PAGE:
Former Scotland manager Craig Brown believes Scotland can make an impact at Euro 2020 and “go the distance”.
Brown was the last manager to lead the men’s team out at a major finals, taking Scotland to both Euro 96 and the 1998 World Cup in France.
The national team exited both tournaments at the group stage but Brown believes Steve Clarke’s current crop of players can get out of their group with strong performance against England, Czech Republic and Croatia.
“I’m upbeat,” Brown told STV. “I think Scotland can go the distance in this tournament, I really do.
“I think we’ve got good players, excellent management, good staff and everything set up for Scotland to do well.”
Scotland begin their tournament on Monday against Czech Republic against Hampden and Brown recalled the France ’98 opener against Brazil and how he set his players at ease before they took on a team packed with superstars.
“I had this thing ‘Don’t you go out [to the pitch] first’,” he said. “They wait on you, you don’t wait on them.
“The guy at the dressing room door and the referee were saying ‘Come on gentlemen, out you get’ and I asked ‘Are Brazil out?’. They said they were coming and then I saw the team walking along the corridor hand in hand.
“So I closed the door and said to our guys ‘I’ve just seen them and they’re s****ing themselves. They’re holding hands out there’. The boys laughed and I think it relaxed them.”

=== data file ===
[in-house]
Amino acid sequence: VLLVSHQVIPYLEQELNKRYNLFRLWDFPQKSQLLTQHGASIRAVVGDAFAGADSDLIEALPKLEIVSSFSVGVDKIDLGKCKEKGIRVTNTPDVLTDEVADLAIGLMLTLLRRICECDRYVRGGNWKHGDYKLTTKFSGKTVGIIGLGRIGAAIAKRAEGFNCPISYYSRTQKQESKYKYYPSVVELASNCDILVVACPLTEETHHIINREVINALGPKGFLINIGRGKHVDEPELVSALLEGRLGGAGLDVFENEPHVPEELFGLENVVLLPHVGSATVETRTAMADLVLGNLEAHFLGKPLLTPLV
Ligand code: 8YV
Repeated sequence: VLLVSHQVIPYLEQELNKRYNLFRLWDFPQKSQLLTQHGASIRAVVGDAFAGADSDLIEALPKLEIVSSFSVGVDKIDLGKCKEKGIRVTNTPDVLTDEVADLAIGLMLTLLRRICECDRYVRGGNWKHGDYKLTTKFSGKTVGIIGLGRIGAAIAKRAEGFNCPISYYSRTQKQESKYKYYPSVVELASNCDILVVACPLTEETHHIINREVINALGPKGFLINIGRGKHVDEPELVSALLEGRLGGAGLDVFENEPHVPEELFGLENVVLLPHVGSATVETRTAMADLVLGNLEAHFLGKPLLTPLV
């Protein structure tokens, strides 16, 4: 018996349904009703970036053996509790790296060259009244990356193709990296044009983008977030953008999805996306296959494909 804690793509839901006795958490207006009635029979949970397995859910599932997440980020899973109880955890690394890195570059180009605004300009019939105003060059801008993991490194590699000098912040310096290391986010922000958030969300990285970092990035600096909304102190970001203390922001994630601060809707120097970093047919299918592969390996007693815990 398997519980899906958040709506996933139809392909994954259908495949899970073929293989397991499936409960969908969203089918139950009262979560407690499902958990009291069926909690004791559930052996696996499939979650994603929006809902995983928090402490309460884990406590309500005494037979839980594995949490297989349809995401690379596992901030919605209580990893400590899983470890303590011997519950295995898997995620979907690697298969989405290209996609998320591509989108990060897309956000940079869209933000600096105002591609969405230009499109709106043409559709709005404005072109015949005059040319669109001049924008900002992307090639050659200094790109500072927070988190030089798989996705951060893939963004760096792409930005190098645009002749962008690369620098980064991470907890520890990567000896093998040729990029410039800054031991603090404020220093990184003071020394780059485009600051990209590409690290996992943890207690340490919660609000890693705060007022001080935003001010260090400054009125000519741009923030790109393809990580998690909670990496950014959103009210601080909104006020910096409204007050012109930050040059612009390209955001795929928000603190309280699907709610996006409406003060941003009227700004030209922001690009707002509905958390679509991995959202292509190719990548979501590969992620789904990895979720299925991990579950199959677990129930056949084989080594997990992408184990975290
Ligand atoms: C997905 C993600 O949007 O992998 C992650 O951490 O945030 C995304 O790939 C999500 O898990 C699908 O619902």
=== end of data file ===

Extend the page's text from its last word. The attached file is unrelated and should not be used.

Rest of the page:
That match, the opening game of the tournament with the eyes of the world on Scotland and their illustrious opponents, brought Brown his career high point.
“There have been many moments of real pride but I think the equaliser against Brazil might be top,” he said.
“The proudest moment was when we went in at half-time and Collins had equalised and we thought ‘Here we have a chance to get something out of this game against the world champions’. I was massively proud of that.”
Scotland’s encounter with England at Wembley this month has brought reminder’s of Brown’s side and their agonising 2-0 defeat at the stadium in 1996. Though the disappointment remains, the former manager still believes his team put on a good showing against their rivals and that Paul Gascoigne was the difference between the teams.
“The game at Wembley when Gazza scored the wonder goal, only Gazza could have scored that,” he said.
“For a start, to get round Colin Hendry at the edge of the box, you’re doing something because he’s the captain of the team that won the championship in England. Gazza beat us.
“Big Tony Adams came and said after the game and said ‘Your team was brilliant. We got a real doing there.’ That was the England captain.
“So we felt proud of our performance but disappointed we didn’t get through.”
Brown had a simple message for the team of 2021 as they prepare for the biggest matches of their international careers.
“I think they’ve got to be reminded that their job is to make the Tartan Army and the nation proud,” he said. “I would always say that there’s so many people depending on you for a bit of happiness in their lives and you’ve got the opportunity to make so many people so happy.
“Don’t give it up, don’t lose it. Take that opportunity and you know how happy everyone will be with you.”